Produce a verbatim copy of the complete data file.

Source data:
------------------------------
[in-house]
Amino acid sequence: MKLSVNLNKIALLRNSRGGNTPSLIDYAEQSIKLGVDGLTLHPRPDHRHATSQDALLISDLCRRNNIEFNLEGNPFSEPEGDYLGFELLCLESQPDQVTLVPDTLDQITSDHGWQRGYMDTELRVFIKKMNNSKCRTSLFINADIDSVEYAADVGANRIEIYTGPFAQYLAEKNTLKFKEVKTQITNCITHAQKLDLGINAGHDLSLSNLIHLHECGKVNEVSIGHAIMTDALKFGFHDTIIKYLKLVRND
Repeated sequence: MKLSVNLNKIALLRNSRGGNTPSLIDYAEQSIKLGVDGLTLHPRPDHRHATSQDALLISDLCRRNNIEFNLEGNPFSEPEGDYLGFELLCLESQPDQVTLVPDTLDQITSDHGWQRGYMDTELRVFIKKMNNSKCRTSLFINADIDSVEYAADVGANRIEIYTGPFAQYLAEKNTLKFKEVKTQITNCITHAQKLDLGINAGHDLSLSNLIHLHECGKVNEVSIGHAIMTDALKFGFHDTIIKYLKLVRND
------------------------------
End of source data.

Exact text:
[in-house]
Amino acid sequence: MKLSVNLNKIALLRNSRGGNTPSLIDYAEQSIKLGVDGLTLHPRPDHRHATSQDALLISDLCRRNNIEFNLEGNPFSEPEGDYLGFELLCLESQPDQVTLVPDTLDQITSDHGWQRGYMDTELRVFIKKMNNSKCRTSLFINADIDSVEYAADVGANRIEIYTGPFAQYLAEKNTLKFKEVKTQITNCITHAQKLDLGINAGHDLSLSNLIHLHECGKVNEVSIGHAIMTDALKFGFHDTIIKYLKLVRND
Repeated sequence: MKLSVNLNKIALLRNSRGGNTPSLIDYAEQSIKLGVDGLTLHPRPDHRHATSQDALLISDLCRRNNIEFNLEGNPFSEPEGDYLGFELLCLESQPDQVTLVPDTLDQITSDHGWQRGYMDTELRVFIKKMNNSKCRTSLFINADIDSVEYAADVGANRIEIYTGPFAQYLAEKNTLKFKEVKTQITNCITHAQKLDLGINAGHDLSLSNLIHLHECGKVNEVSIGHAIMTDALKFGFHDTIIKYLKLVRND